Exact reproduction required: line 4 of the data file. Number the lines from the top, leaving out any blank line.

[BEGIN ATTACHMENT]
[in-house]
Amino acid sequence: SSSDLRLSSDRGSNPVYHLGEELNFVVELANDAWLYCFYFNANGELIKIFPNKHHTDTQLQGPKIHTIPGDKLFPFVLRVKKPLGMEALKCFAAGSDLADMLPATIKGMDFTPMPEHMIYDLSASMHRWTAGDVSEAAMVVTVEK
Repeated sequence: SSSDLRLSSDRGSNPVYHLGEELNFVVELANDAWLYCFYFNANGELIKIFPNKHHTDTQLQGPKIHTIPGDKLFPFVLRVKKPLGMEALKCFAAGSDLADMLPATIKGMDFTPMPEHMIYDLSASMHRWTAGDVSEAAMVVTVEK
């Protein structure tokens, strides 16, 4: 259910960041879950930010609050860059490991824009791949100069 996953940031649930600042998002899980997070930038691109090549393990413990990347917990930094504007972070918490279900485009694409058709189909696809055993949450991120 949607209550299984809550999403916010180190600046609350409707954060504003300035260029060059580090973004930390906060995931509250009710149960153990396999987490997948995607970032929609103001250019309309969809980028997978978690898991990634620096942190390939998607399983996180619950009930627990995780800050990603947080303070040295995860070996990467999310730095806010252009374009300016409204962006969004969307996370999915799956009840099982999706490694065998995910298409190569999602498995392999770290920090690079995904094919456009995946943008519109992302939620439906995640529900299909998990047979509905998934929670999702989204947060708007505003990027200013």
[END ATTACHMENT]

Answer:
């Protein structure tokens, strides 16, 4: 259910960041879950930010609050860059490991824009791949100069 996953940031649930600042998002899980997070930038691109090549393990413990990347917990930094504007972070918490279900485009694409058709189909696809055993949450991120 949607209550299984809550999403916010180190600046609350409707954060504003300035260029060059580090973004930390906060995931509250009710149960153990396999987490997948995607970032929609103001250019309309969809980028997978978690898991990634620096942190390939998607399983996180619950009930627990995780800050990603947080303070040295995860070996990467999310730095806010252009374009300016409204962006969004969307996370999915799956009840099982999706490694065998995910298409190569999602498995392999770290920090690079995904094919456009995946943008519109992302939620439906995640529900299909998990047979509905998934929670999702989204947060708007505003990027200013």